This report on the international political situation will focus on the two most significant developments in the world situation in 2011 – the popular revolt across Arab world against their despotic capitalist regimes, i.e., the so-called Arab spring, and secondly, the post-Great Recession capitalist financial crisis.
International Political Situation
For those who believed that the overwhelming demonstration of US military power in Afghanistan and Iraq would “shock and awe” the rest of the world — and particularly Washington’s foes and aspiring rivals — into accepting its goal of making the 21st century a “new American century” of US political and economic global domination, 2006 was not a good year.
Since 1993 our party has held the position that the ruling Chinese bureaucracy has been presiding over the restoration of capitalism in China. However, our policy toward China has been ambiguous: while taking an oppositional stance in our public press toward the ruling bureaucracy’s restorationist course, we have left it unclear as to whether we continued to believe that China is still a bureaucratically ruled socialist state.
As we reflect on the tumultuous twentieth century – “wars, revolutions, crises and constant technological change – we have to reaffirm that socialism, now more than ever, is necessary for the future development of humanity. In fact, it’s necessary for preventing society’s collapse into barbarism and the ecological destruction of the planet. Marxism not only has continuing relevance; it’s more applicable than ever. Society continues to be divided into economically opposed classes. Capitalism expropriates the wealth created by working people through their labour.
At its 18th congress on January 5-10, the Democratic Socialist Party adopted a document which concluded that China, like Russia and the other former Soviet republics (as well as the former “Communist”-ruled countries of Eastern Europe), is ruled by a capitalist state. The adoption of the document, entitled Theses on the Class Nature of the People’s Republic of China, marked the conclusion of a 14-month discussion within the DSP on the class character of the Chinese state.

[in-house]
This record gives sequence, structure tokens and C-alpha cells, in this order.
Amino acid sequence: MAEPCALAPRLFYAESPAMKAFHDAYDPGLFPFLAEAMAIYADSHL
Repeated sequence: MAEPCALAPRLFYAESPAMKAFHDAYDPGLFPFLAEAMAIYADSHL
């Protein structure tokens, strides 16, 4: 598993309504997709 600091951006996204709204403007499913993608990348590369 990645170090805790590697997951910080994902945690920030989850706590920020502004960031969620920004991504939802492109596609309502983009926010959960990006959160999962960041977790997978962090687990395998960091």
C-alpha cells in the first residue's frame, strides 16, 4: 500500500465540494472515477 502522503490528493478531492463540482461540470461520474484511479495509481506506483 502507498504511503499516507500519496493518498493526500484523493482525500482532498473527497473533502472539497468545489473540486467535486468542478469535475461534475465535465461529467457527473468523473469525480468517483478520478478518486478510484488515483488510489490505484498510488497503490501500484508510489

Since 1993 our party has held the position that the ruling Chinese bureaucracy has been presiding over the restoration of capitalism in China. However, our policy toward China has been ambigious: while taking an oppositional stance in our public press toward the ruling bureaucracy’s restorationist course, we have left it unclear as to whether we continued to believe that China is still a bureaucratically ruled socialist state.
For orthodox Marxists, as Lenin explained in his 1917 book The State and Revolution, the state is a centralised organisation of force separated from the community as a whole which enforces, through special bodies of armed people and other institutions of coercion, the will of one class, or an alliance of classes, upon the rest of society.
In his report to the 15th National Congress of the Communist Party of China, held two weeks ago, CPC general secretary Jiang Zemin said that the theme of the congress was to “hold high the great banner of Deng Xiaoping Theory for an all-round advancement of the cause of building socialism with Chinese characteristics to the 21st century”. Indeed, the official title of his report was “Hold High the Great Banner of Deng Xiaoping Theory for an All-Round Advancement of the Cause of Building Socialism With Chinese Characteristics to the 21st Century”.
This report has two purposes. The first is to give an assessment of the 12th World Congress of the Fourth International, which was held in the last week of January and the first week of February this year. And the second is to explain the motivation behind the decision taken by the National Executive on June 27 to recommend to this National Committee meeting that our party cease its affiliation to the Fourth International.
Since the Polish United Workers Party (PUWP) leadership’s attempt to cut the living standards of working people at a single blow in June 1976, Poland has been living through a new crisis. The most obvious, daily symptoms of this crisis are economic and social: rising prices, chronic and acute shortages, especially of agricultural produce, a severe energy shortage, dislocations in industry, great strain on the social services – the housing shortage, shortages of medical supplies – heavy indebtedness to the bankers of the capitalist West, and so on.